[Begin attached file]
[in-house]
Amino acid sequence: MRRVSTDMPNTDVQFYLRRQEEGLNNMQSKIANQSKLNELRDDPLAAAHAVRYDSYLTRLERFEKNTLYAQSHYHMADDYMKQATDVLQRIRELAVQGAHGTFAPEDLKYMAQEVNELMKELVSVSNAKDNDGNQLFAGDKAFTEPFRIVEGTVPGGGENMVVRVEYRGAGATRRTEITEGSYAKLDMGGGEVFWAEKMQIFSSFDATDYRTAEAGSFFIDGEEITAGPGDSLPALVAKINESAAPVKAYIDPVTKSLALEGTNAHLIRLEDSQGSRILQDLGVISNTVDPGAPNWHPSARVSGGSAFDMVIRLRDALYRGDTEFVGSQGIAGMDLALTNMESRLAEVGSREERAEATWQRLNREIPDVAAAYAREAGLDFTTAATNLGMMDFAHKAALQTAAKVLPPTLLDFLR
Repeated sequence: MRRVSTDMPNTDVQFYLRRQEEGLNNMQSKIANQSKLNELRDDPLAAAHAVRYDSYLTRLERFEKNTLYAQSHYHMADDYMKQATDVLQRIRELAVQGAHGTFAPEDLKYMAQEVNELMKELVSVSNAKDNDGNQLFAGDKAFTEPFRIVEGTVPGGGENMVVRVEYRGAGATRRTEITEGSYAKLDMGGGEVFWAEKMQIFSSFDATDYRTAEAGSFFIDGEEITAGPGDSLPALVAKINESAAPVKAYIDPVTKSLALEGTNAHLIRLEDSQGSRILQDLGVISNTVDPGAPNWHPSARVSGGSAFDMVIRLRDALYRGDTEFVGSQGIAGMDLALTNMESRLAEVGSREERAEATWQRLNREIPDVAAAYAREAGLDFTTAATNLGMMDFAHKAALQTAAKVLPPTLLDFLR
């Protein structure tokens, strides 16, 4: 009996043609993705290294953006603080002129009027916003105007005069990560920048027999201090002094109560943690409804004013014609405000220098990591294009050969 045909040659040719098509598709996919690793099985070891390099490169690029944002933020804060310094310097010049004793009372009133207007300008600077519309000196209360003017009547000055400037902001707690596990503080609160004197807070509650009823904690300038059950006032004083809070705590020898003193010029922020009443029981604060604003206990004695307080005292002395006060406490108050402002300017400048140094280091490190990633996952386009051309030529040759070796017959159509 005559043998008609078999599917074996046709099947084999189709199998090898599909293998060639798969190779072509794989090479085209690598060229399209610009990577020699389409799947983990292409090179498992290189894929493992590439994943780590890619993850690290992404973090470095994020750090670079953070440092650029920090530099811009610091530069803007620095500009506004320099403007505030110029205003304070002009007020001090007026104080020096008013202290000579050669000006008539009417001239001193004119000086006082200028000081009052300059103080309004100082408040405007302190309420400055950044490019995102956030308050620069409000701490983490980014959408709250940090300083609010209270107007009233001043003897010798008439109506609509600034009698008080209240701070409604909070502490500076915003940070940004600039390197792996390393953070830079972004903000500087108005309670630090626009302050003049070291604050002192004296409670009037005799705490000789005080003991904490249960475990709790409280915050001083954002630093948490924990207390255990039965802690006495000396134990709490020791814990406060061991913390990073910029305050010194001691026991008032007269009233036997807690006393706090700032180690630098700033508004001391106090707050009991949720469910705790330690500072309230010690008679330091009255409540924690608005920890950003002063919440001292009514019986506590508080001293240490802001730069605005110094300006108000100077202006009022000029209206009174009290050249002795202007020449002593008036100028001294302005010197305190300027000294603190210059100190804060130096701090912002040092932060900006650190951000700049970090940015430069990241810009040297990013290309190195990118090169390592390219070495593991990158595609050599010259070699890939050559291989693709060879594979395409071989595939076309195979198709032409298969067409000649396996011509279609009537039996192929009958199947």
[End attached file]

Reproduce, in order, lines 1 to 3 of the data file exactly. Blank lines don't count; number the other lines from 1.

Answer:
[in-house]
Amino acid sequence: MRRVSTDMPNTDVQFYLRRQEEGLNNMQSKIANQSKLNELRDDPLAAAHAVRYDSYLTRLERFEKNTLYAQSHYHMADDYMKQATDVLQRIRELAVQGAHGTFAPEDLKYMAQEVNELMKELVSVSNAKDNDGNQLFAGDKAFTEPFRIVEGTVPGGGENMVVRVEYRGAGATRRTEITEGSYAKLDMGGGEVFWAEKMQIFSSFDATDYRTAEAGSFFIDGEEITAGPGDSLPALVAKINESAAPVKAYIDPVTKSLALEGTNAHLIRLEDSQGSRILQDLGVISNTVDPGAPNWHPSARVSGGSAFDMVIRLRDALYRGDTEFVGSQGIAGMDLALTNMESRLAEVGSREERAEATWQRLNREIPDVAAAYAREAGLDFTTAATNLGMMDFAHKAALQTAAKVLPPTLLDFLR
Repeated sequence: MRRVSTDMPNTDVQFYLRRQEEGLNNMQSKIANQSKLNELRDDPLAAAHAVRYDSYLTRLERFEKNTLYAQSHYHMADDYMKQATDVLQRIRELAVQGAHGTFAPEDLKYMAQEVNELMKELVSVSNAKDNDGNQLFAGDKAFTEPFRIVEGTVPGGGENMVVRVEYRGAGATRRTEITEGSYAKLDMGGGEVFWAEKMQIFSSFDATDYRTAEAGSFFIDGEEITAGPGDSLPALVAKINESAAPVKAYIDPVTKSLALEGTNAHLIRLEDSQGSRILQDLGVISNTVDPGAPNWHPSARVSGGSAFDMVIRLRDALYRGDTEFVGSQGIAGMDLALTNMESRLAEVGSREERAEATWQRLNREIPDVAAAYAREAGLDFTTAATNLGMMDFAHKAALQTAAKVLPPTLLDFLR